Dr. Sharon Brangman

Dr. Sharon Brangman

SB: Well, it is really complex. Certainly the financing is probably a big piece of it because Medicare is the primary funder, and every year you hear in Congress about how they are cutting back on Medicare. They are reducing payment to physicians, and when you have a practice that is almost 100 percent Medicare, that has a big impact. So geriatricians are among the lowest paid. We have medical students who are graduating now with record amounts of debt.  It is not unusual for a medical student to graduate owing $150,000 to $200,000 worth of debt.

Geriatrics takes time.  I can’t push 10 80- or 90-year-old patients through my office in an hour. And so the amount of time that I spend to take good care of my patients I can’t make it up in volume, as some specialties might. So that’s another piece.

You can’t really cover your overhead. It’s very hard at times to pay all the bills and keep taking care of patients. And so if you are a medical student graduating with a lot of debt, you are not going to pick something that is not going to help you pay off your debt.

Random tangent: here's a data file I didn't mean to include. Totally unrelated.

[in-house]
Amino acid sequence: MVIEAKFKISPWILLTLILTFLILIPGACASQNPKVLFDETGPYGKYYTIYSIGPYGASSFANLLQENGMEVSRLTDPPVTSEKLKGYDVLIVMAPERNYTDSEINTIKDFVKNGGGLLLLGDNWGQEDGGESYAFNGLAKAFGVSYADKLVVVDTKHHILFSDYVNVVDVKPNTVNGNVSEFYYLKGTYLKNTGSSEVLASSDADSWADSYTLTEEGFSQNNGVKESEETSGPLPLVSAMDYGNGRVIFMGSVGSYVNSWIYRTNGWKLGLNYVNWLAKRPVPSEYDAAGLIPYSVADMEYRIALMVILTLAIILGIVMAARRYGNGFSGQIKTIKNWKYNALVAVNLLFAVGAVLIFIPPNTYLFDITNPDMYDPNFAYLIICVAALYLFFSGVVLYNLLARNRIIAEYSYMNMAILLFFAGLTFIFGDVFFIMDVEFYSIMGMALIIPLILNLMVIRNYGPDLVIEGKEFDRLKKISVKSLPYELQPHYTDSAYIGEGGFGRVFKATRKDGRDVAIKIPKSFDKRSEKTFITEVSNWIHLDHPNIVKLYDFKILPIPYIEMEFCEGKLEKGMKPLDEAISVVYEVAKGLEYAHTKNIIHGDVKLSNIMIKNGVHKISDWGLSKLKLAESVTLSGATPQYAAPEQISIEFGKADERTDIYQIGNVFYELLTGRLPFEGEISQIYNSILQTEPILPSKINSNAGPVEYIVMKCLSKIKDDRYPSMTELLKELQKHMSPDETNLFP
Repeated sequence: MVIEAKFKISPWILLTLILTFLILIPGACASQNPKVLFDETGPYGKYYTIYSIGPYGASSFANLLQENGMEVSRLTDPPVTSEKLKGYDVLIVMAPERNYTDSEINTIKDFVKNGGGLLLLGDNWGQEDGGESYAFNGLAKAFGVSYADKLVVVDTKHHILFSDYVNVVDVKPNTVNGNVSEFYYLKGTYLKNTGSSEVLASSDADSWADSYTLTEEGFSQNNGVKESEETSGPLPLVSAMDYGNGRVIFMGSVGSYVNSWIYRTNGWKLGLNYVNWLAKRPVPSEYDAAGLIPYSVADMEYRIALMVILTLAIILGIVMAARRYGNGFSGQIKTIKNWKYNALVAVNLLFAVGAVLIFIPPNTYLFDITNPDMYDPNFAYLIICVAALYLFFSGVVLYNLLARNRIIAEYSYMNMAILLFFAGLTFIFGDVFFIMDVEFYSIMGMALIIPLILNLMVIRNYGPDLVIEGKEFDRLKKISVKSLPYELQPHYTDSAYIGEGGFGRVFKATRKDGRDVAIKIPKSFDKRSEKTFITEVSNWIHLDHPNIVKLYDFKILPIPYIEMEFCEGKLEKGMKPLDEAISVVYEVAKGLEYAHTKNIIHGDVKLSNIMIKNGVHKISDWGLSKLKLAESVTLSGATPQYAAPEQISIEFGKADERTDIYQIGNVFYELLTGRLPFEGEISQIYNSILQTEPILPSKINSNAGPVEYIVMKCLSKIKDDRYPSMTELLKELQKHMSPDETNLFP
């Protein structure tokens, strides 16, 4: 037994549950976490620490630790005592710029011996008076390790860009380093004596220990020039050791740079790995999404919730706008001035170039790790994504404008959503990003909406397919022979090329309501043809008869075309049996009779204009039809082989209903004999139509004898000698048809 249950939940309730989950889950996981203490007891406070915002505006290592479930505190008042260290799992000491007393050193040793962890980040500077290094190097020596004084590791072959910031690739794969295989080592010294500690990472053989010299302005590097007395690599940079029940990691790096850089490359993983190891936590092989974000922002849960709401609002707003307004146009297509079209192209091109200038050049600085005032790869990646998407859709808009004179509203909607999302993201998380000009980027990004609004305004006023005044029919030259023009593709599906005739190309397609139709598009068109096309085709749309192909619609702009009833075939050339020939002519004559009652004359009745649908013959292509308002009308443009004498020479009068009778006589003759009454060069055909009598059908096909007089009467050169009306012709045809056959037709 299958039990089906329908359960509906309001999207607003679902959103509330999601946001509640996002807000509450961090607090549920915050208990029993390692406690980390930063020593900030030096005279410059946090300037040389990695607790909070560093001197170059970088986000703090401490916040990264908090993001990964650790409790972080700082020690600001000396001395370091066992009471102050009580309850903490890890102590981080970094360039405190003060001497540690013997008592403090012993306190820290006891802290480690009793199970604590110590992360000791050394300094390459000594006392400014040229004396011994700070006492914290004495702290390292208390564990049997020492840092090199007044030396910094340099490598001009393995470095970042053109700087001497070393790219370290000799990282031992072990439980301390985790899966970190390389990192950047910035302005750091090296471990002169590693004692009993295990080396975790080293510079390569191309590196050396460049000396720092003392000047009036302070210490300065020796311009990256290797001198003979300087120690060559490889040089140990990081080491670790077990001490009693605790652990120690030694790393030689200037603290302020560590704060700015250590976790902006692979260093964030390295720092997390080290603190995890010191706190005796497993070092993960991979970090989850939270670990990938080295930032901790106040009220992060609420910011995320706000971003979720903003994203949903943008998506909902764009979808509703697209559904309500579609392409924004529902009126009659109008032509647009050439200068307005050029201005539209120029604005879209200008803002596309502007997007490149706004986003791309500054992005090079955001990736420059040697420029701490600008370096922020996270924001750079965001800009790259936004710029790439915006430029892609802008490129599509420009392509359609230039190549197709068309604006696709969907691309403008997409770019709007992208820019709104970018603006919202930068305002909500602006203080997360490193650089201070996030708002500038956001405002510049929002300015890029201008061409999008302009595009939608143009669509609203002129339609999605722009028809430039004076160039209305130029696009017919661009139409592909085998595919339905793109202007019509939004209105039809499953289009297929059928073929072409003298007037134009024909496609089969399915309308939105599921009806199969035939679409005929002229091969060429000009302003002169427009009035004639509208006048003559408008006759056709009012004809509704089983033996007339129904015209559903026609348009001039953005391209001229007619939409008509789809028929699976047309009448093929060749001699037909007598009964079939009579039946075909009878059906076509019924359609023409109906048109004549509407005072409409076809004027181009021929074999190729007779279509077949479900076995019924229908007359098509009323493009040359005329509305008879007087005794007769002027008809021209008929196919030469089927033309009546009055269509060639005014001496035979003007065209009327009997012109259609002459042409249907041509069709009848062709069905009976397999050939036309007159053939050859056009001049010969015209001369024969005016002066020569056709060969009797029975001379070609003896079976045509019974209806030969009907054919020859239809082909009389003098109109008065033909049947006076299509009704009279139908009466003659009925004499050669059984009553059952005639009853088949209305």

We also have other issues, and these are more cultural.  We are not a very age-oriented society; we are very youth-oriented. And people are very hesitant to deal with older people because they think you are just going to deal with people who are old and dying, and that’s depressing. Everything is youth-related, and we want to make sure that we are dyeing our hair and getting rid of wrinkles and doing all these other things to deny that we are getting older. And I always say aging is not a disease, it is something we should all aspire to. But that message is just not transmitted in our culture. So, there are some cultures that do put value in aging, and unfortunately I don’t think that we do well enough. So a lot of people don’t see geriatrics as a career.